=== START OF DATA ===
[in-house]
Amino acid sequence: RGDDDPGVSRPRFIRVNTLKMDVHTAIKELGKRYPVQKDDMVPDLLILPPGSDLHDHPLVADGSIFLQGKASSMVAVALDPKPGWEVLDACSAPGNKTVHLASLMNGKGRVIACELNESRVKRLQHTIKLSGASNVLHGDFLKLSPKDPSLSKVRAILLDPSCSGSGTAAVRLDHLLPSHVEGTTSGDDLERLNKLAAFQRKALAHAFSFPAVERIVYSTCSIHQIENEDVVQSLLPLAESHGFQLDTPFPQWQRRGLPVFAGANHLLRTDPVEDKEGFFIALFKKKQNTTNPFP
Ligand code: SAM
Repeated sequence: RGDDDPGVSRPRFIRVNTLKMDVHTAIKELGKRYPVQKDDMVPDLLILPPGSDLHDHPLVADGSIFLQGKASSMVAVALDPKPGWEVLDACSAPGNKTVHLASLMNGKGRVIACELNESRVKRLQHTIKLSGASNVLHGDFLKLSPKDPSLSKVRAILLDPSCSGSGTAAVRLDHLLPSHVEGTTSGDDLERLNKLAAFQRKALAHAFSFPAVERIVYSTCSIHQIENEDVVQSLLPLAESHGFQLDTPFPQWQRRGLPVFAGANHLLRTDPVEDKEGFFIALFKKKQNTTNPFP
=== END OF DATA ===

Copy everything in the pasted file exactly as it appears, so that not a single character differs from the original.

[in-house]
Amino acid sequence: RGDDDPGVSRPRFIRVNTLKMDVHTAIKELGKRYPVQKDDMVPDLLILPPGSDLHDHPLVADGSIFLQGKASSMVAVALDPKPGWEVLDACSAPGNKTVHLASLMNGKGRVIACELNESRVKRLQHTIKLSGASNVLHGDFLKLSPKDPSLSKVRAILLDPSCSGSGTAAVRLDHLLPSHVEGTTSGDDLERLNKLAAFQRKALAHAFSFPAVERIVYSTCSIHQIENEDVVQSLLPLAESHGFQLDTPFPQWQRRGLPVFAGANHLLRTDPVEDKEGFFIALFKKKQNTTNPFP
Ligand code: SAM
Repeated sequence: RGDDDPGVSRPRFIRVNTLKMDVHTAIKELGKRYPVQKDDMVPDLLILPPGSDLHDHPLVADGSIFLQGKASSMVAVALDPKPGWEVLDACSAPGNKTVHLASLMNGKGRVIACELNESRVKRLQHTIKLSGASNVLHGDFLKLSPKDPSLSKVRAILLDPSCSGSGTAAVRLDHLLPSHVEGTTSGDDLERLNKLAAFQRKALAHAFSFPAVERIVYSTCSIHQIENEDVVQSLLPLAESHGFQLDTPFPQWQRRGLPVFAGANHLLRTDPVEDKEGFFIALFKKKQNTTNPFP